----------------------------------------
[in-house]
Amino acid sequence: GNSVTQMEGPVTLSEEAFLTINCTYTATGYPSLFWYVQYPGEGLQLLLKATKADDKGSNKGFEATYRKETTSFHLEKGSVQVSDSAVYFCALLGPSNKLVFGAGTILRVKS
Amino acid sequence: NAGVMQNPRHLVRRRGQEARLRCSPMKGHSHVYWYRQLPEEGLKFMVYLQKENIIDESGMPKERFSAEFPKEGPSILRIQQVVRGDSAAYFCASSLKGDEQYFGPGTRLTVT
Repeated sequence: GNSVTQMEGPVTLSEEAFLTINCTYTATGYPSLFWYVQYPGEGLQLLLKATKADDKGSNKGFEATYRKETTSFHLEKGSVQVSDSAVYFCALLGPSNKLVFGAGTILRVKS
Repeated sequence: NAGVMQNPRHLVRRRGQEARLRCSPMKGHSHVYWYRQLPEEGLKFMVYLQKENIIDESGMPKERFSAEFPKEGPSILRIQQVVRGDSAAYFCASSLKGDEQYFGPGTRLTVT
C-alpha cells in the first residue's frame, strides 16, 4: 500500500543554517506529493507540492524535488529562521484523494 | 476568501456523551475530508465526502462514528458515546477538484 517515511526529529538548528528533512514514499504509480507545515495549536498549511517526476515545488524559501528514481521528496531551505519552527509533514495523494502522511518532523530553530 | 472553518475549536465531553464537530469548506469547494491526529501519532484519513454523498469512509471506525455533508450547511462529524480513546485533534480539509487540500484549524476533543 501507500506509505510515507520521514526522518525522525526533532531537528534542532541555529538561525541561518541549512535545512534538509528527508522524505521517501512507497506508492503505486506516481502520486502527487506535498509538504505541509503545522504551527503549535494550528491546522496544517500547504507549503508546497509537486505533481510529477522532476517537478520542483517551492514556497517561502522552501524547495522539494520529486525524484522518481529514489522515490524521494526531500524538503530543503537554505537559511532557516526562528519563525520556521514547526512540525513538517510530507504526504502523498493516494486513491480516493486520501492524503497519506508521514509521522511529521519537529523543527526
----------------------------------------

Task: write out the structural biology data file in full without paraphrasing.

[in-house]
Amino acid sequence: GNSVTQMEGPVTLSEEAFLTINCTYTATGYPSLFWYVQYPGEGLQLLLKATKADDKGSNKGFEATYRKETTSFHLEKGSVQVSDSAVYFCALLGPSNKLVFGAGTILRVKS
Amino acid sequence: NAGVMQNPRHLVRRRGQEARLRCSPMKGHSHVYWYRQLPEEGLKFMVYLQKENIIDESGMPKERFSAEFPKEGPSILRIQQVVRGDSAAYFCASSLKGDEQYFGPGTRLTVT
Repeated sequence: GNSVTQMEGPVTLSEEAFLTINCTYTATGYPSLFWYVQYPGEGLQLLLKATKADDKGSNKGFEATYRKETTSFHLEKGSVQVSDSAVYFCALLGPSNKLVFGAGTILRVKS
Repeated sequence: NAGVMQNPRHLVRRRGQEARLRCSPMKGHSHVYWYRQLPEEGLKFMVYLQKENIIDESGMPKERFSAEFPKEGPSILRIQQVVRGDSAAYFCASSLKGDEQYFGPGTRLTVT
C-alpha cells in the first residue's frame, strides 16, 4: 500500500543554517506529493507540492524535488529562521484523494 | 476568501456523551475530508465526502462514528458515546477538484 517515511526529529538548528528533512514514499504509480507545515495549536498549511517526476515545488524559501528514481521528496531551505519552527509533514495523494502522511518532523530553530 | 472553518475549536465531553464537530469548506469547494491526529501519532484519513454523498469512509471506525455533508450547511462529524480513546485533534480539509487540500484549524476533543 501507500506509505510515507520521514526522518525522525526533532531537528534542532541555529538561525541561518541549512535545512534538509528527508522524505521517501512507497506508492503505486506516481502520486502527487506535498509538504505541509503545522504551527503549535494550528491546522496544517500547504507549503508546497509537486505533481510529477522532476517537478520542483517551492514556497517561502522552501524547495522539494520529486525524484522518481529514489522515490524521494526531500524538503530543503537554505537559511532557516526562528519563525520556521514547526512540525513538517510530507504526504502523498493516494486513491480516493486520501492524503497519506508521514509521522511529521519537529523543527526